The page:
Family, friends and lovers of the written word came together to celebrate Singapore literary pioneer Gopal Baratham (1935-2002) on Thursday night.
His son, lawyer Sayana Baratham, chose to stay away from the panel discussion on the life and times of his father at the Singapore Writers Festival, but he ended the night beautifully by reading a short story entitled Welcome.
The story is part of Collected Short Stories by Gopal Baratham, published by local publisher, Marshall Cavendish.
Festival director and poet Paul Tan called him "an important writer who enriched the Singapore literary canon".
He told Life! it was important to have Baratham as the focus of this year's SWF Literary Pioneer Showcase as "we want young writers to discover this literary voice and we want those of us who are familiar with him to rediscover him".
On Thursday night, academic and writer Kirpal Singh painted a vivid picture of the late writer whom he knew personally, to an audience of about 40 at the Singapore Management University's Campus Green.
Dr Singh called him "a kind of D.H. Lawrence of Singapore" and added: "You could feel the sheer power of his words. He remains, to date, the best short story writer of Singapore."
Baratham, a neurosurgeon, started writing in the 1960s but most of his literary achievements came much later. In the mid-1960s, he started work on a novel titled Fuel In Vacant Lots, which he never finished. He had three novels and three volumes of short stories published.
A Candle Or The Sun, his first and most controversial novel, was published only in 1991 though he had published many short stories before that.
It is a political thriller about a store manager who is drawn into spying for the government on his mistress, linked to an activist group. The novel, which criticised the political climate here, won the South-east Asia Write Award that year and was shortlisted for the Commonwealth Book Prize in 1992.
Apart from the many aspects of Baratham's writing and his richly layered works, Dr Singh also shared many first-hand encounters demonstrating how much the late writer cared for others.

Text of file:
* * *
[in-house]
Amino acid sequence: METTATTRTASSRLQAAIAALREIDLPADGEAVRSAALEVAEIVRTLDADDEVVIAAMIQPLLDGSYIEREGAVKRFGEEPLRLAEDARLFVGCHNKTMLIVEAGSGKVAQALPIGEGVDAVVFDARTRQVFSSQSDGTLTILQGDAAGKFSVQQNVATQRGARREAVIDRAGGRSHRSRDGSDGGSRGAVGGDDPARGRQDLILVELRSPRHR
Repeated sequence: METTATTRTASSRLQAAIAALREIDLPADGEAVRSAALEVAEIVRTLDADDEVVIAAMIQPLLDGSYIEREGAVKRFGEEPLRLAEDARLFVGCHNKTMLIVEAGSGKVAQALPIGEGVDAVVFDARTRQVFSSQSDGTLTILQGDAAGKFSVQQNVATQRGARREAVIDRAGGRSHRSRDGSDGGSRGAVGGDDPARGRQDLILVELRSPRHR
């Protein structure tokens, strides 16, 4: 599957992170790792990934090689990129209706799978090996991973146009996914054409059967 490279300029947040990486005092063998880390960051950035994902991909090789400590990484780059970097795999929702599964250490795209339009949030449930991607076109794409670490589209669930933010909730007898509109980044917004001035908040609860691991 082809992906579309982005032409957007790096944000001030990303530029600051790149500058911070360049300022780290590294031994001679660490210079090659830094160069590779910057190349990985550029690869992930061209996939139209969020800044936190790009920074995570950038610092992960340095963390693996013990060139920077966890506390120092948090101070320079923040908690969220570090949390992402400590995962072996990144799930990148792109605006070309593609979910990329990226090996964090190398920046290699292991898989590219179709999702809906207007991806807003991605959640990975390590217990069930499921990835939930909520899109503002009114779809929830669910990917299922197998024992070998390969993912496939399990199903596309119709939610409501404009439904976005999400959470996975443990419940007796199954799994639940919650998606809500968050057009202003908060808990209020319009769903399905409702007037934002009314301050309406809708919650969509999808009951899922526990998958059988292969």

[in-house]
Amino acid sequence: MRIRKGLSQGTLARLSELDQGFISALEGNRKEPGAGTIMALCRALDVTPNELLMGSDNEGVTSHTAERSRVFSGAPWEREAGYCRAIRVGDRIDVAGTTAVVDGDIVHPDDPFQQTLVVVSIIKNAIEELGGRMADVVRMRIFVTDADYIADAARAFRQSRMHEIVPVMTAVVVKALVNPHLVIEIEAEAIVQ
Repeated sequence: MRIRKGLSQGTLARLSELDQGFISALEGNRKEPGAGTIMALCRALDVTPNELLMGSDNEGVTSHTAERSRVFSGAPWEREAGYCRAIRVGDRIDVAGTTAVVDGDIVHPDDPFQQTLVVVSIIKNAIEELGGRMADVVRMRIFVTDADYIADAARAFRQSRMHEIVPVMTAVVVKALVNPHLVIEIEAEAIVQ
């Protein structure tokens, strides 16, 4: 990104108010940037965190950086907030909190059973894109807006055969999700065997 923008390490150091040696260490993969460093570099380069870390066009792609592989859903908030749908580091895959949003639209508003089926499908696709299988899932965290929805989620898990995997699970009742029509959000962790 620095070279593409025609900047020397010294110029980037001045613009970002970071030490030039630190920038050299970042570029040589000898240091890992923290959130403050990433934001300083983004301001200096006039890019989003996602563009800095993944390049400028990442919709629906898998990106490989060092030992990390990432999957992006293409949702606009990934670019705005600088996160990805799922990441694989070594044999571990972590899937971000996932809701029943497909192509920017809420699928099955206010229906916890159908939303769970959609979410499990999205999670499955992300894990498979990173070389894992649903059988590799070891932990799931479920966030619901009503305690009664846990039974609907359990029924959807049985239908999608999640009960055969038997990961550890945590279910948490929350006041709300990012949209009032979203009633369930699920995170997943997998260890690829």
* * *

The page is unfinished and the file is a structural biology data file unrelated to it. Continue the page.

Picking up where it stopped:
For example, Baratham would part with his money if he met someone in dire need of it. They were friends for about 30 years and Dr Singh called him the "gentlest of human beings".
This mindfulness of others and his keen empathy added to "the richness of all his work". Dr Singh added that Baratham could deftly mix "the macabre with the beautiful, the prose with poetry", and therein lay the power of his writing. Festival director Tan, who moderated the discussion, called him a great writer, adding: "Even with some of his very old stories, there is wonderful wit." One of the founding fathers of neurosurgery here, Baratham studied at St Andrew's School, earned a medical degree from the University of Singapore in 1960 and trained in England. He died of pneumonia in 2002 at the age of 66.
Mindy Pang, editor at publisher Marshall Cavendish, and Crispin Rodrigues, student and part-time teaching assistant, were part of the panel celebrating the literary pioneer.
Rodrigues, 26, who is doing his post-graduate degree in English Literature at Nanyang Technological University, said he was drawn to Baratham's writing "because of his language and the lush visual imagery. I find something new each time I re-read his books".
Book lover Vidhya Nair, 37, who attended the session on Thursday night, called Baratham "a fascinating Singaporean writer because he straddled success as a neurosurgeon, yet wrote stories that discussed pain, identity and struggles of the every- day person, as if he was like everyone else".
She said what appeals to her about his writing was that he took risks.
His work, she added, was "clearly ahead of its time" as it took on many risque topics, including sex.
She said: "He wrote starkly about many other issues, such as the complexity of relationships and who we are in Singapore. It is great that his works have been republished.
"I never got to read all his work when I was younger. It is great that his immense contribution to Singapore literature is being celebrated."
This article was first published on Nov 8, 2014.
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